3. High-brightness semipolar (2021¯) blue InGaN/GaN superluminescent diodes for droop-free solid-state lighting and visible-light communications

    KAUST Repository

    Shen, Chao

    2016-05-25

    A high-brightness, droop-free, and speckle-free InGaN/GaN quantum well blue superluminescent diode (SLD) was demonstrated on a semipolar (2021) GaN substrate. The 447-nm emitting SLD has a broad spectral linewidth of 6.3 nm at an optical power of 123 mW. A peak optical power of 256 mW was achieved at 700 mA CW injection current. By combining YAG:Ce phosphor, SLD-generated white light shows a color-rendering index (CRI) of 68.9 and a correlated color temperature (CCT) of 4340 K. The measured frequency response of the SLD revealed a -3 dB bandwidth of 560 MHz, thus demonstrating the feasibility of the device for both solid-state lighting (SSL) and visible-light communication (VLC) applications. © 2016 Optical Society of America.

  4. Fabrication of high-brightness GaN-based light-emitting diodes via thermal nanoimprinting of ZnO-nanoparticle-dispersed resin

    Energy Technology Data Exchange (ETDEWEB)

    Byeon, Kyeong-Jae [Department of Electrical Engineering and Computer Science, University of Michigan, Ann Arbor, MI 48109 (United States); Cho, Joong-Yeon; Jo, Han-Byeol [Department of Materials Science and Engineering, Korea University, Seoul 136-701 (Korea, Republic of); Lee, Heon, E-mail: heonlee@korea.ac.kr [Department of Materials Science and Engineering, Korea University, Seoul 136-701 (Korea, Republic of)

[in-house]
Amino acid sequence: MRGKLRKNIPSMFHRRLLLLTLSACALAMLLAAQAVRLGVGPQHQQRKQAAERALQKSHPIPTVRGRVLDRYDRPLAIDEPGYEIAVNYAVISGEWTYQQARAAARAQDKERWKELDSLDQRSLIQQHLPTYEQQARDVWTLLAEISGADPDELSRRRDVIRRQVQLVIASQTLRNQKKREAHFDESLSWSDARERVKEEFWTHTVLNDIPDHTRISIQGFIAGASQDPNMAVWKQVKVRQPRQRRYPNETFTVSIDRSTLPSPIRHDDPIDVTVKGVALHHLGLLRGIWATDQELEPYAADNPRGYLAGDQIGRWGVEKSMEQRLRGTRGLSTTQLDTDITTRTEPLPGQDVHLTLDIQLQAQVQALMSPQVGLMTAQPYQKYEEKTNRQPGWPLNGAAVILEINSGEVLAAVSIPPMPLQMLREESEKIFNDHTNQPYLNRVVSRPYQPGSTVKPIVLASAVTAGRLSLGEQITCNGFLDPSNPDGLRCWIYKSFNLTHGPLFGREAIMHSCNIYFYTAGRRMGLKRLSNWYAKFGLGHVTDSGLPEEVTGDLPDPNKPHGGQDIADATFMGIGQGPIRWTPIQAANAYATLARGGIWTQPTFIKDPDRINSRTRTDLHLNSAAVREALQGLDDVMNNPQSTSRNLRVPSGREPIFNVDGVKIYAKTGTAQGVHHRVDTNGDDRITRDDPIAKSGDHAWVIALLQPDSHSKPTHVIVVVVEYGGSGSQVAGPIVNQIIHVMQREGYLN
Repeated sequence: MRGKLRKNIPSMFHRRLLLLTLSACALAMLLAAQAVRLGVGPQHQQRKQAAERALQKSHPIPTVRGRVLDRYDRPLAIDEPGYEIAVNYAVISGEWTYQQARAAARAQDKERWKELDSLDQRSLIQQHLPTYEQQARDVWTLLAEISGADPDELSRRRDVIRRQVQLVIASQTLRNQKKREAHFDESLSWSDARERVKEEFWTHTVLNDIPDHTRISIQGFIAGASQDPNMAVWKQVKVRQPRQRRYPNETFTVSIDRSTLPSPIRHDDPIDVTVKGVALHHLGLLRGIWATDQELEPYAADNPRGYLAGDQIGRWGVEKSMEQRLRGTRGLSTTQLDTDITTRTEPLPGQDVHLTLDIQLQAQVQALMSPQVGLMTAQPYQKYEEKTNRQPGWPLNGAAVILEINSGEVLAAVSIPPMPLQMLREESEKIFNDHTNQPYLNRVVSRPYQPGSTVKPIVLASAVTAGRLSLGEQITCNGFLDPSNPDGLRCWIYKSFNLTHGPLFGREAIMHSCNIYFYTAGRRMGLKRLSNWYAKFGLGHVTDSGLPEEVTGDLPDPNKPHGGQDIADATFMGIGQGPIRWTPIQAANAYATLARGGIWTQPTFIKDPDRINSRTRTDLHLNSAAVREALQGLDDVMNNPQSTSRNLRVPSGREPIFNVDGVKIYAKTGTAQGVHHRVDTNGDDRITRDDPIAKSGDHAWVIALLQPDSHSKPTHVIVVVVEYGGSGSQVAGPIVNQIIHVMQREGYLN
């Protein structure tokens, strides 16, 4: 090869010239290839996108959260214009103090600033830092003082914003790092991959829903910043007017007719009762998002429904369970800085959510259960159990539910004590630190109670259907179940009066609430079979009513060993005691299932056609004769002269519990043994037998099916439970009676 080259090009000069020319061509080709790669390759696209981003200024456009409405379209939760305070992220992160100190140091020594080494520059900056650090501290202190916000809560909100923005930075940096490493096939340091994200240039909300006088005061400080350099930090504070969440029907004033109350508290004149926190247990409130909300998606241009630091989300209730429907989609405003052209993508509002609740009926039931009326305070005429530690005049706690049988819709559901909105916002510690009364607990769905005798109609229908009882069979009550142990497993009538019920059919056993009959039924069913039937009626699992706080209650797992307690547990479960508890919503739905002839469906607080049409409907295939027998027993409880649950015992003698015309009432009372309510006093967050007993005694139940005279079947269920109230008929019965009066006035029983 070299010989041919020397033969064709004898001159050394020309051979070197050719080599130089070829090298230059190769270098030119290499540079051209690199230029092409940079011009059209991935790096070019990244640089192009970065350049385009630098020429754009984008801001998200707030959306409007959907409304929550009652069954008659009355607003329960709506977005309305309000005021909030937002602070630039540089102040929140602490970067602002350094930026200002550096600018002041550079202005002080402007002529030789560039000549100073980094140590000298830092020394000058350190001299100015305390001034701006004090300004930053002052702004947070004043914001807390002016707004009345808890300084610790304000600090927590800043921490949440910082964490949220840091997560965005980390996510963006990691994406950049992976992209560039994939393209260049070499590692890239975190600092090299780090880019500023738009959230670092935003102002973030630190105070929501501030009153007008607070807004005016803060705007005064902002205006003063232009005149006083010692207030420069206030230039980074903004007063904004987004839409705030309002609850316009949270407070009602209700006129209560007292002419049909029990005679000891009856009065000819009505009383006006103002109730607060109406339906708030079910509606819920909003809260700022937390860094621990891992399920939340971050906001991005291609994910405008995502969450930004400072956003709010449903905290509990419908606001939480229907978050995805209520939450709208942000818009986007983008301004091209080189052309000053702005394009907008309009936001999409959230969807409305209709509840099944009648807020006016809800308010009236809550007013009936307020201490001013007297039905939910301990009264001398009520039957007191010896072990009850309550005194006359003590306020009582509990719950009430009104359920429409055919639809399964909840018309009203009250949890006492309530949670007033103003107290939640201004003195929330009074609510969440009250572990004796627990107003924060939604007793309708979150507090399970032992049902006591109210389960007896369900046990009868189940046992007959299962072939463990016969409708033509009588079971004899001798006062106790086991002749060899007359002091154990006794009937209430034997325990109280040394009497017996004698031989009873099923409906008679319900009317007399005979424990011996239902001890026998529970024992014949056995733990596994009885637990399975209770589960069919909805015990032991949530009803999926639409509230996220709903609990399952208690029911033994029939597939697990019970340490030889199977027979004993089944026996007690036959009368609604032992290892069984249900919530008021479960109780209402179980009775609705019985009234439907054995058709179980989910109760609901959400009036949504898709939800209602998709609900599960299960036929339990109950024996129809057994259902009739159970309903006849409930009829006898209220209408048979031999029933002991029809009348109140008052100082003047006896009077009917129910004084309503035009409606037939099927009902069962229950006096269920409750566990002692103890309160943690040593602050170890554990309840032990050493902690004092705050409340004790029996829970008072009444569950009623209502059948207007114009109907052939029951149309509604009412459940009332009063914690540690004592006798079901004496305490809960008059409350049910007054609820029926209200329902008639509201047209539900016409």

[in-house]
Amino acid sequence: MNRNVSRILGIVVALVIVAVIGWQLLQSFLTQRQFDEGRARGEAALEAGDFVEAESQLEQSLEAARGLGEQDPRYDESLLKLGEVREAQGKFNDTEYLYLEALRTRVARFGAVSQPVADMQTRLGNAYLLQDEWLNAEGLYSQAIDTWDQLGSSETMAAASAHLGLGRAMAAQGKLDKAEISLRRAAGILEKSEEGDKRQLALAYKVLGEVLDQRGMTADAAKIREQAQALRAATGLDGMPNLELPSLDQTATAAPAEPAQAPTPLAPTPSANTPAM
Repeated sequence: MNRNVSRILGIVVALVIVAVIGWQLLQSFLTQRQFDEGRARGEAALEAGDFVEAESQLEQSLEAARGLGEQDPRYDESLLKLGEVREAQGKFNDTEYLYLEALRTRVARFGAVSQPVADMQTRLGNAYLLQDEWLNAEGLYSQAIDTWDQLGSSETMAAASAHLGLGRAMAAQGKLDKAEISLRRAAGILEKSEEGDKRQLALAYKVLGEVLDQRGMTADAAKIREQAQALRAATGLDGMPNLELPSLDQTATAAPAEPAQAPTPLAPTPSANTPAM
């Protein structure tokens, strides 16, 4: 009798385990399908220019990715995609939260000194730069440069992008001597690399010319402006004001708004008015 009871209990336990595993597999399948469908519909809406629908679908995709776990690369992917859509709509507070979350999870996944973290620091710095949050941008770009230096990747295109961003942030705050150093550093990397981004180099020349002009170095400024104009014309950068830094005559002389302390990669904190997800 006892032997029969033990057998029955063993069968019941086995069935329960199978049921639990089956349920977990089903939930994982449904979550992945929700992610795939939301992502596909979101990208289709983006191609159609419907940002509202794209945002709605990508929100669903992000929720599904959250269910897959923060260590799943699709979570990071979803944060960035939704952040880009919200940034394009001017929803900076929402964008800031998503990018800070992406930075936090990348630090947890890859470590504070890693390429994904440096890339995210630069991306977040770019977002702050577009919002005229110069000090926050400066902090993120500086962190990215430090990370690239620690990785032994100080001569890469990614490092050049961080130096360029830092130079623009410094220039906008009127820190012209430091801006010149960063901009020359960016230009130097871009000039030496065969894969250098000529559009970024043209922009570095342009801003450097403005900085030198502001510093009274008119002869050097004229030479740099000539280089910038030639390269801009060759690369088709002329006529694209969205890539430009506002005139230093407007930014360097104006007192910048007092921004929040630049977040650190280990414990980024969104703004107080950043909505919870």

2015-08-15

    Highlights: • A various high-refractive-index ZnO patterns were formed on LED using imprinting. • Mechanism of light extraction enhancement was demonstrated by simulation and EL. • Light output power of patterned LED was improved up 19.6% by light waveguide effect. - Abstract: We fabricated high-brightness GaN-based light-emitting diodes (LEDs) with highly refractive patterned structures by using a thermal nanoimprint lithography (NIL). A highly refractive ZnO-nanoparticle-dispersed resin (ZNDR) was used in NIL, and a submicron hole, a submicron high-aspect-ratio pillar, and microconvex arrays were fabricated on the indium tin oxide (ITO) top electrode of GaN-based LED devices. We analyzed the light extraction mechanism for each of the three types of patterns by using a finite element method simulation, and found that the high-aspect-ratio pillar had a great ability to improve light extraction owing to its waveguide effect and prominent scattering effect. As a result, the light output power, which was measured in an integrating sphere, of the LED device was enhanced by up to 19.6% when the high-aspect-ratio pillar array was formed on the top ITO electrode of the device. Further, the electrical properties of none of the patterned LED devices fabricated using ZNDR degraded in comparison to those of bare LED devices.

  5. Wavelength Stabilized High Brightness Direct Diode Pumps for Solid State LIDAR Systems at Eye-Safe Wavelengths Project